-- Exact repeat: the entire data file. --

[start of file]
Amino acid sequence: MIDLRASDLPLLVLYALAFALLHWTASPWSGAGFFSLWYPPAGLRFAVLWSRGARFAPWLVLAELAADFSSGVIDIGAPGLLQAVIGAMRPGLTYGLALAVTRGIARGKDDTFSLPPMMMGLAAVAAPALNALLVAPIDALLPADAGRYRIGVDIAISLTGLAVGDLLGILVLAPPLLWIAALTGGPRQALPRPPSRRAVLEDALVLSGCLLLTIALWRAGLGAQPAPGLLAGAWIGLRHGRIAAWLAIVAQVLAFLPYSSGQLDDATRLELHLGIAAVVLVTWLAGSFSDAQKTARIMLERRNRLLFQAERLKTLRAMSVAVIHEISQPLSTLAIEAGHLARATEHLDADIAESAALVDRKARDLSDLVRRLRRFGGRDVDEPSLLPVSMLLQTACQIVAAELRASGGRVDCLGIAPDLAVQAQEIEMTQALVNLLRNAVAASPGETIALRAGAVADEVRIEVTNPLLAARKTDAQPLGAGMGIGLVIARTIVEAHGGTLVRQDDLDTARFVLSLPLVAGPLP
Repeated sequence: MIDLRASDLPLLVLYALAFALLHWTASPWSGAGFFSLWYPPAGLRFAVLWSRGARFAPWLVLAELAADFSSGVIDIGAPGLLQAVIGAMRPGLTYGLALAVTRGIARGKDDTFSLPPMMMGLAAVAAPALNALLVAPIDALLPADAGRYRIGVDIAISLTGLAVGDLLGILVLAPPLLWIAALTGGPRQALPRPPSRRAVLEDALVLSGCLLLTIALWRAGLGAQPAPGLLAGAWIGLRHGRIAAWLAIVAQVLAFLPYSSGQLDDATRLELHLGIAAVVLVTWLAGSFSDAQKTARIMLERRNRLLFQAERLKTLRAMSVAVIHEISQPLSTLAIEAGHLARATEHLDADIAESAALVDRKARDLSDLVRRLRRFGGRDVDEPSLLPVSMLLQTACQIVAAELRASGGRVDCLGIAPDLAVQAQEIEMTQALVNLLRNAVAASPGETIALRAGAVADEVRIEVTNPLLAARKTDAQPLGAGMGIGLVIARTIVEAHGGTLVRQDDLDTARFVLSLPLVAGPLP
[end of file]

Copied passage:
Amino acid sequence: MIDLRASDLPLLVLYALAFALLHWTASPWSGAGFFSLWYPPAGLRFAVLWSRGARFAPWLVLAELAADFSSGVIDIGAPGLLQAVIGAMRPGLTYGLALAVTRGIARGKDDTFSLPPMMMGLAAVAAPALNALLVAPIDALLPADAGRYRIGVDIAISLTGLAVGDLLGILVLAPPLLWIAALTGGPRQALPRPPSRRAVLEDALVLSGCLLLTIALWRAGLGAQPAPGLLAGAWIGLRHGRIAAWLAIVAQVLAFLPYSSGQLDDATRLELHLGIAAVVLVTWLAGSFSDAQKTARIMLERRNRLLFQAERLKTLRAMSVAVIHEISQPLSTLAIEAGHLARATEHLDADIAESAALVDRKARDLSDLVRRLRRFGGRDVDEPSLLPVSMLLQTACQIVAAELRASGGRVDCLGIAPDLAVQAQEIEMTQALVNLLRNAVAASPGETIALRAGAVADEVRIEVTNPLLAARKTDAQPLGAGMGIGLVIARTIVEAHGGTLVRQDDLDTARFVLSLPLVAGPLP
Repeated sequence: MIDLRASDLPLLVLYALAFALLHWTASPWSGAGFFSLWYPPAGLRFAVLWSRGARFAPWLVLAELAADFSSGVIDIGAPGLLQAVIGAMRPGLTYGLALAVTRGIARGKDDTFSLPPMMMGLAAVAAPALNALLVAPIDALLPADAGRYRIGVDIAISLTGLAVGDLLGILVLAPPLLWIAALTGGPRQALPRPPSRRAVLEDALVLSGCLLLTIALWRAGLGAQPAPGLLAGAWIGLRHGRIAAWLAIVAQVLAFLPYSSGQLDDATRLELHLGIAAVVLVTWLAGSFSDAQKTARIMLERRNRLLFQAERLKTLRAMSVAVIHEISQPLSTLAIEAGHLARATEHLDADIAESAALVDRKARDLSDLVRRLRRFGGRDVDEPSLLPVSMLLQTACQIVAAELRASGGRVDCLGIAPDLAVQAQEIEMTQALVNLLRNAVAASPGETIALRAGAVADEVRIEVTNPLLAARKTDAQPLGAGMGIGLVIARTIVEAHGGTLVRQDDLDTARFVLSLPLVAGPLP